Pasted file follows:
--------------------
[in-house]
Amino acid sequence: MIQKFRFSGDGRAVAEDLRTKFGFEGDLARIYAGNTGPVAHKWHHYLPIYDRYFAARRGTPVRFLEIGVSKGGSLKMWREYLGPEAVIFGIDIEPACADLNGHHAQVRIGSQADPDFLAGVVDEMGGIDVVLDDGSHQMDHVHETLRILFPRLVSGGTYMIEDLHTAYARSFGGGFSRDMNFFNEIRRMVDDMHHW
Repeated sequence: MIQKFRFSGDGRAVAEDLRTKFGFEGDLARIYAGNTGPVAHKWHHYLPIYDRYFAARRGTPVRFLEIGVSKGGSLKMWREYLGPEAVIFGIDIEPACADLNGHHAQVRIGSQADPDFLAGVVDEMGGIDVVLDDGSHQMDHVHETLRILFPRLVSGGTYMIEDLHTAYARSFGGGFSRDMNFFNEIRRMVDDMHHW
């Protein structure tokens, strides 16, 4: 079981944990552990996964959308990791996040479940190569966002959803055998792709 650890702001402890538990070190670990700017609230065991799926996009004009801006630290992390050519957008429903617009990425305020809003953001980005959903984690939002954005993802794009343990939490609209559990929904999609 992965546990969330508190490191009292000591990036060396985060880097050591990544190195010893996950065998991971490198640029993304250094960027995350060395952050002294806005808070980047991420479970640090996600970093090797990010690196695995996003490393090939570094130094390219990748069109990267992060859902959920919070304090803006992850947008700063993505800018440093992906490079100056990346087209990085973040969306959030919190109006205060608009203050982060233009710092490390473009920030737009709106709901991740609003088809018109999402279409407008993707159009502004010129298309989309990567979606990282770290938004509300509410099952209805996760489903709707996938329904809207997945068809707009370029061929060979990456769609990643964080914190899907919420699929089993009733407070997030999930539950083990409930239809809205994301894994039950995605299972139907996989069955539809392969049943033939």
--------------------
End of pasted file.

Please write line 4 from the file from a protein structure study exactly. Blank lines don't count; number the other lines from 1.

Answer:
């Protein structure tokens, strides 16, 4: 079981944990552990996964959308990791996040479940190569966002959803055998792709 650890702001402890538990070190670990700017609230065991799926996009004009801006630290992390050519957008429903617009990425305020809003953001980005959903984690939002954005993802794009343990939490609209559990929904999609 992965546990969330508190490191009292000591990036060396985060880097050591990544190195010893996950065998991971490198640029993304250094960027995350060395952050002294806005808070980047991420479970640090996600970093090797990010690196695995996003490393090939570094130094390219990748069109990267992060859902959920919070304090803006992850947008700063993505800018440093992906490079100056990346087209990085973040969306959030919190109006205060608009203050982060233009710092490390473009920030737009709106709901991740609003088809018109999402279409407008993707159009502004010129298309989309990567979606990282770290938004509300509410099952209805996760489903709707996938329904809207997945068809707009370029061929060979990456769609990643964080914190899907919420699929089993009733407070997030999930539950083990409930239809809205994301894994039950995605299972139907996989069955539809392969049943033939």